Are menstrual cups dangerous?
Everyone once in a while, a new article pops up claiming that menstrual cups can cause TSS or are otherwise unsafe. However, research overwhelmingly shows that menstrual cups are very safe when used properly. A comprehensive review of 43 different menstrual cup studies found that not only did menstrual cups leak less than pads and tampons, but menstrual cups also posed no increased health risks and had no negative impact on vaginal bacteria.
The study found five reported cases of TSS from menstrual cup use, but it’s unclear whether the cups were used properly.
A 2018 study conducted in France sparked a slew of negative press after claiming that menstrual cups were more likely to increase production of the bacteria that causes TSS. But the study wasn’t actually conducted on humans. The researchers had placed menstrual products inside plastic bags, which is clearly a different environment than inside the vaginal canal.
It’s also important to remember that menstrual cups have been increasing in popularity over the past decade. If menstrual cups were more likely to lead to TSS, we would be hearing of far more reported cases linked to menstrual cup use. That simply hasn’t happened.
Can menstrual cups cause TSS?
The simple answer is yes, menstrual cups can cause TSS if used improperly or left in for too long. The truth is, anything left in the body for too long can encourage the growth of bacteria. If you were to leave your menstrual cup in for an extended period of time (we recommend changing and rinsing your cup every 12 hours), bacteria could begin to grow in the fluid that is trapped inside your cup. If that bacteria is then able to enter your body, that could potentially be very dangerous.
However, in order for that to happen, you would have to leave your cup in for a very long time. Of the known cases of TSS linked to a menstrual cup, at least 2 occurred because the menstrual cup was inserted and not emptied or cleaned for more than 7 days.
TSS with a menstrual cup is unlikely because…
The silicone will not break down or leave pieces behind. Tampons are especially dangerous because pieces of the tampon can break away and get stuck inside the vaginal canal. These tiny fragments can be imperceptible and become a feeding ground for staph bacteria. Your menstrual cup will not break apart and is always removed in its entirety, leaving no particles to feed bacteria.
The menstrual cup is gentle and easy to insert and remove, so it’s not likely to cause tears in the sensitive skin of the vaginal canal.
How can I avoid TSS with a menstrual cup?
First, just your decision to use a menstrual cup in the first place significantly decreases your risk of toxic shock syndrome! That being said, you still need to be careful to make sure your vaginal canal is kept free of bad bacteria overgrowth.
With any menstrual product used internally, the important thing is to follow the instructions, keep it clean, don’t leave it in for longer than recommended, and use a trusted brand.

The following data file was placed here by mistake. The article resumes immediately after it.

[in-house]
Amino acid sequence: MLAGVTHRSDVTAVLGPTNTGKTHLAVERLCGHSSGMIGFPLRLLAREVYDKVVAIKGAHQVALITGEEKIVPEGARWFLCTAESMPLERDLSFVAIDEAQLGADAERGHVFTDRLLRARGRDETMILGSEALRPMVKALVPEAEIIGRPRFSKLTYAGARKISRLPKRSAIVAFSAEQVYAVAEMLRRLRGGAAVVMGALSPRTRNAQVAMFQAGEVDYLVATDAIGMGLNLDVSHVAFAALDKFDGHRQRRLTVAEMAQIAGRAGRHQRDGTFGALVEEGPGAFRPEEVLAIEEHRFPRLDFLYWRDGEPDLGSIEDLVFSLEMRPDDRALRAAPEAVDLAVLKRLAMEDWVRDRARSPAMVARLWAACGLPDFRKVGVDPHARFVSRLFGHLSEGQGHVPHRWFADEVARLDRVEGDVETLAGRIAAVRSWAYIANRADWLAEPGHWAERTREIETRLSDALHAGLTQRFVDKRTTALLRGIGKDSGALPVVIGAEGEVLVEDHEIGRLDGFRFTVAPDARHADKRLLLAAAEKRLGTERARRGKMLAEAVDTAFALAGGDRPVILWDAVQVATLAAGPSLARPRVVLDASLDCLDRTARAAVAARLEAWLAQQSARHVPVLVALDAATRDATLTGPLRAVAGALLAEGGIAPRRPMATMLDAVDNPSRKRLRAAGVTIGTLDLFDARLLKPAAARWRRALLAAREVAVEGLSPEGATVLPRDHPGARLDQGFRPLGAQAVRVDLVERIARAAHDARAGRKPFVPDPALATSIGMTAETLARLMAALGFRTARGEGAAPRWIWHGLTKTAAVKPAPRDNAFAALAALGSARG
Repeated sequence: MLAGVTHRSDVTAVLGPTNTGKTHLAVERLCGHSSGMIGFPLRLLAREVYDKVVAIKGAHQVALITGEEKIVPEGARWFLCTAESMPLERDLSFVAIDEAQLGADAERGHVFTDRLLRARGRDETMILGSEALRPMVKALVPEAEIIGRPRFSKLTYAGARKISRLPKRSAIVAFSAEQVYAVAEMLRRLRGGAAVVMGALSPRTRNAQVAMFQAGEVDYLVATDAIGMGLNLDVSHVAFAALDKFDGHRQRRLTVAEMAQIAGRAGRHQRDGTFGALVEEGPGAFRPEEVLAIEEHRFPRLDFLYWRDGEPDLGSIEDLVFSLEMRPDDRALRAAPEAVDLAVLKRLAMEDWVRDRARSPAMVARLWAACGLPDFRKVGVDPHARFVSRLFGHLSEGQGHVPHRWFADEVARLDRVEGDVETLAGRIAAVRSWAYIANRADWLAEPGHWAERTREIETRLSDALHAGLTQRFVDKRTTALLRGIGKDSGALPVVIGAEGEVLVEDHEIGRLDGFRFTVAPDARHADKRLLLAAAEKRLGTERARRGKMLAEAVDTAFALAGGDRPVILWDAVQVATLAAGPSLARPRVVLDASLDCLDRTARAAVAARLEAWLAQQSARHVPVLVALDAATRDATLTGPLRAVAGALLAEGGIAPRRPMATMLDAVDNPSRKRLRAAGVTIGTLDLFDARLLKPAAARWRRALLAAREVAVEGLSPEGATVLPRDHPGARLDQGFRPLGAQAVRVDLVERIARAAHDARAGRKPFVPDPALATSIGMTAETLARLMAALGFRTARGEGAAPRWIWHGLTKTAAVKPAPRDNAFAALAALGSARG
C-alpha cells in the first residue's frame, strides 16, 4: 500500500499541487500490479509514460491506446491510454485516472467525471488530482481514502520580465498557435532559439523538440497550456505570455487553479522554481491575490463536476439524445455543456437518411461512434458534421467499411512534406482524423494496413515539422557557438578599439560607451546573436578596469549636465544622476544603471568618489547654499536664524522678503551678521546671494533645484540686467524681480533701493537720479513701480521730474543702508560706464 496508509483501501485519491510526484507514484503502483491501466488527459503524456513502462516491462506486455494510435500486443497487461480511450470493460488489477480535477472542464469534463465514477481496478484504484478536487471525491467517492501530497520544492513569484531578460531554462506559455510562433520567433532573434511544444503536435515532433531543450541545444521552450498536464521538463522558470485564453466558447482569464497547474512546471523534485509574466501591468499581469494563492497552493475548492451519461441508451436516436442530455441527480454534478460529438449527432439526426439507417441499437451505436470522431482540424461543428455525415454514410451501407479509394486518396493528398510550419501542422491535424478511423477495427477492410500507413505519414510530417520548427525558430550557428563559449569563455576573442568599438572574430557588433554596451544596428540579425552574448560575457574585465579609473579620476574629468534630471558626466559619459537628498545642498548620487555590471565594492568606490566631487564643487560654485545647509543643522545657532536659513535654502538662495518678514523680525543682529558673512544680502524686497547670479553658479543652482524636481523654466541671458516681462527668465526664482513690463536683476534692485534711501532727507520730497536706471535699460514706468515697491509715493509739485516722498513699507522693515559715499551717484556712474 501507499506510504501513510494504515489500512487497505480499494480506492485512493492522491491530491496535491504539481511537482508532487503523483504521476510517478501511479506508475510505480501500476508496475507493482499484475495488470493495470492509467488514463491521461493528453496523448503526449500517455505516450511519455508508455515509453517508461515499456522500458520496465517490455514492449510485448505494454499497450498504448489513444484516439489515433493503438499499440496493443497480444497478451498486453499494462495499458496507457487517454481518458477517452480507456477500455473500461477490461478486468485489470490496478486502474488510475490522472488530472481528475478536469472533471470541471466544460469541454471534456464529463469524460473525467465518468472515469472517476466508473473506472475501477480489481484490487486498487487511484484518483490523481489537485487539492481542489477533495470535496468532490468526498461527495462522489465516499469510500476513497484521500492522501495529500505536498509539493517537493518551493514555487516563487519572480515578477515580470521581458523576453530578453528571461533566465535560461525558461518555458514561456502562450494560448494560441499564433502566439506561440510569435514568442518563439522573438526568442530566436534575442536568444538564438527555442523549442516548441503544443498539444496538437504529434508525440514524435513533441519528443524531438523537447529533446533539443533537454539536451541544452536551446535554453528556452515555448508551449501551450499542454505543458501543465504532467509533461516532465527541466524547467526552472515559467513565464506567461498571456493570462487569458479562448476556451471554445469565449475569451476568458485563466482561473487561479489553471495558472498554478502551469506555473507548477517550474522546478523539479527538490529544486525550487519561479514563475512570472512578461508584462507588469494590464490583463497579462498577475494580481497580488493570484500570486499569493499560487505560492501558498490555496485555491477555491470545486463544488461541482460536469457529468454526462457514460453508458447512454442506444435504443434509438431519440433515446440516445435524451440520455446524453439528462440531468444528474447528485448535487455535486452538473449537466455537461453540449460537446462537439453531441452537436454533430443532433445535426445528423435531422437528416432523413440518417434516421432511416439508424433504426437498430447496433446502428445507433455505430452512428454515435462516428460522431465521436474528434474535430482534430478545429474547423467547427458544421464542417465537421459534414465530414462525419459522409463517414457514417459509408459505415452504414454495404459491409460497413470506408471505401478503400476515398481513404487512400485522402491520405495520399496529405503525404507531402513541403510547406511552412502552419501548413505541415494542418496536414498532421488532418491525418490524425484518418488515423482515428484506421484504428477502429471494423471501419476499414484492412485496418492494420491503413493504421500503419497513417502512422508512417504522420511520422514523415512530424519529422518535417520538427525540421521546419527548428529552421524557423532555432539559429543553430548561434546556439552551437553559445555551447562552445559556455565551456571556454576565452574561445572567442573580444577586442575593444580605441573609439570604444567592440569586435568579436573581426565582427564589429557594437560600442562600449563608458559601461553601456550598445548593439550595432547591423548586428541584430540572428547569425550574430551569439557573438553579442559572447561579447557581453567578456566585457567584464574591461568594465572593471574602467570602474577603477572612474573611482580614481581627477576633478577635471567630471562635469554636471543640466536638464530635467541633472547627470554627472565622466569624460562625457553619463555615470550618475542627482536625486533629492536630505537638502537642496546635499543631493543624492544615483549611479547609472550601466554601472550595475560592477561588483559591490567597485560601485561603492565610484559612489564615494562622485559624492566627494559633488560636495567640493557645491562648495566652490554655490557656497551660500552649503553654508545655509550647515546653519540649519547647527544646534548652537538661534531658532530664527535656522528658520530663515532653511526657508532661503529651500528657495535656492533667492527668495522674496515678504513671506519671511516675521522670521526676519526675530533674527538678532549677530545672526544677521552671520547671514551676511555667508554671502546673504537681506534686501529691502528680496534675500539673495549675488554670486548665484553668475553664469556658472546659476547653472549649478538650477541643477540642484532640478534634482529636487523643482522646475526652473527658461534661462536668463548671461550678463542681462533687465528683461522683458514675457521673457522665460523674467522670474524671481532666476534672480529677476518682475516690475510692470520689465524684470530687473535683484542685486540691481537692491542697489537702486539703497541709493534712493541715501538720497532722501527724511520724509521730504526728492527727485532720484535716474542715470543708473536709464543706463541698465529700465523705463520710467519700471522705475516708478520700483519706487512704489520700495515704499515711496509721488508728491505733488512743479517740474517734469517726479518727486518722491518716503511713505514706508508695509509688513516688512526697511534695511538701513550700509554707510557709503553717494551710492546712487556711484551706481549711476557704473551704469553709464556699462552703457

Follow these tips to stay healthy while using a menstrual cup:
Keep your Pixie Cup clean and sanitized
We can’t stress this enough! Cleaning your menstrual cup properly is probably the most important thing you can learn in your menstrual cup journey.
To keep your cup in the best shape, rinse and wash your cup – preferably with a gentle, natural soap or Pixie Cup Wash – at least once every twelve hours. Make sure you sanitize your cup by boiling or steaming it before and after each cycle.
Empty your Pixie Cup often
We get it… your Pixie Cup is so comfortable that it can be easy to forget you’re wearing it! We are guilty, too! If you know you are prone to forgetting, set a timer on your phone, or leave your Pixie Cup Wash out on the bathroom counter to remind you. It’s important to remove and clean your cup at least twice each day, even on your lighter flow days.
If you can’t get to a bathroom or otherwise can’t remove your cup within 12 hours, don’t freak out! It’s something that’s happened to many menstrual cup users without any harmful effects. Just don’t make a habit out of it!
We hope this blog post helps you feel more comfortable about using menstrual cups safely. If you have any more questions at all, drop them in the comments or send us a message. Our mission is to help every menstruating human live free. We are here to help you achieve success with your menstrual cup… every single time.
Please note: This blog post is not intended as a substitute for the medical advice of your doctor. You should regularly consult a physician in matters relating to your health and particularly with respect to anything related to menstruation and vaginal health. If you have any concerns about using a Pixie Cup, consult your doctor before use. If you have any gynecological conditions, please talk to your physician.